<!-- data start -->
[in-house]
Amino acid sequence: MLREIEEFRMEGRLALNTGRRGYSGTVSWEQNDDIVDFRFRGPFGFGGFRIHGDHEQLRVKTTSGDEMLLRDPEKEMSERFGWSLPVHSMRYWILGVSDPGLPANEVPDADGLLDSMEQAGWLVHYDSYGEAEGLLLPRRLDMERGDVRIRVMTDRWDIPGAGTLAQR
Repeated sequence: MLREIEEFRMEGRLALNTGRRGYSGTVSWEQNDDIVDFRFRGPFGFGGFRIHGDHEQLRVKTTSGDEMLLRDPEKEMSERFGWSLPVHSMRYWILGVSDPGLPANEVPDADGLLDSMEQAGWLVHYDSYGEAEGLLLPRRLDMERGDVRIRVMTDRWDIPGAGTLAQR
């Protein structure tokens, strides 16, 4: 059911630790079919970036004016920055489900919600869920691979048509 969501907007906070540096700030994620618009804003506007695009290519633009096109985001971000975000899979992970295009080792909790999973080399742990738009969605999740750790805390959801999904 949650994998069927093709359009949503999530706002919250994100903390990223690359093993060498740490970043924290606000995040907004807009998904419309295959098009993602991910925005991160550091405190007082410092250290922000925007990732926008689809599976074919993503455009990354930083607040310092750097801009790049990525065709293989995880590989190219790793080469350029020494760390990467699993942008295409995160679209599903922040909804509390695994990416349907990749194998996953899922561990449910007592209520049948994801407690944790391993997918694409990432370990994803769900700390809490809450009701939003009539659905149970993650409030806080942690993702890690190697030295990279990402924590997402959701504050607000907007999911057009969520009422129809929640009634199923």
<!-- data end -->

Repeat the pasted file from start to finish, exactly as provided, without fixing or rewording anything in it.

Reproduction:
[in-house]
Amino acid sequence: MLREIEEFRMEGRLALNTGRRGYSGTVSWEQNDDIVDFRFRGPFGFGGFRIHGDHEQLRVKTTSGDEMLLRDPEKEMSERFGWSLPVHSMRYWILGVSDPGLPANEVPDADGLLDSMEQAGWLVHYDSYGEAEGLLLPRRLDMERGDVRIRVMTDRWDIPGAGTLAQR
Repeated sequence: MLREIEEFRMEGRLALNTGRRGYSGTVSWEQNDDIVDFRFRGPFGFGGFRIHGDHEQLRVKTTSGDEMLLRDPEKEMSERFGWSLPVHSMRYWILGVSDPGLPANEVPDADGLLDSMEQAGWLVHYDSYGEAEGLLLPRRLDMERGDVRIRVMTDRWDIPGAGTLAQR
């Protein structure tokens, strides 16, 4: 059911630790079919970036004016920055489900919600869920691979048509 969501907007906070540096700030994620618009804003506007695009290519633009096109985001971000975000899979992970295009080792909790999973080399742990738009969605999740750790805390959801999904 949650994998069927093709359009949503999530706002919250994100903390990223690359093993060498740490970043924290606000995040907004807009998904419309295959098009993602991910925005991160550091405190007082410092250290922000925007990732926008689809599976074919993503455009990354930083607040310092750097801009790049990525065709293989995880590989190219790793080469350029020494760390990467699993942008295409995160679209599903922040909804509390695994990416349907990749194998996953899922561990449910007592209520049948994801407690944790391993997918694409990432370990994803769900700390809490809450009701939003009539659905149970993650409030806080942690993702890690190697030295990279990402924590997402959701504050607000907007999911057009969520009422129809929640009634199923």